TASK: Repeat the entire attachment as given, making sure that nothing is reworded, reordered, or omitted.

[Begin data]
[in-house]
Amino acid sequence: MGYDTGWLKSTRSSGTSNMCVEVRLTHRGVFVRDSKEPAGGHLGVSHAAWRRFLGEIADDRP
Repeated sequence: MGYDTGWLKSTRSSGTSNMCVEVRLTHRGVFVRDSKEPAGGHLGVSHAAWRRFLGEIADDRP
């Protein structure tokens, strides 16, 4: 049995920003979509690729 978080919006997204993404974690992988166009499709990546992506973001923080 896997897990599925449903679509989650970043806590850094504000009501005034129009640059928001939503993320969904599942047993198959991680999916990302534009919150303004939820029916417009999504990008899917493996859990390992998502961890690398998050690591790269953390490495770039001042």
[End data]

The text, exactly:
[in-house]
Amino acid sequence: MGYDTGWLKSTRSSGTSNMCVEVRLTHRGVFVRDSKEPAGGHLGVSHAAWRRFLGEIADDRP
Repeated sequence: MGYDTGWLKSTRSSGTSNMCVEVRLTHRGVFVRDSKEPAGGHLGVSHAAWRRFLGEIADDRP
């Protein structure tokens, strides 16, 4: 049995920003979509690729 978080919006997204993404974690992988166009499709990546992506973001923080 896997897990599925449903679509989650970043806590850094504000009501005034129009640059928001939503993320969904599942047993198959991680999916990302534009919150303004939820029916417009999504990008899917493996859990390992998502961890690398998050690591790269953390490495770039001042």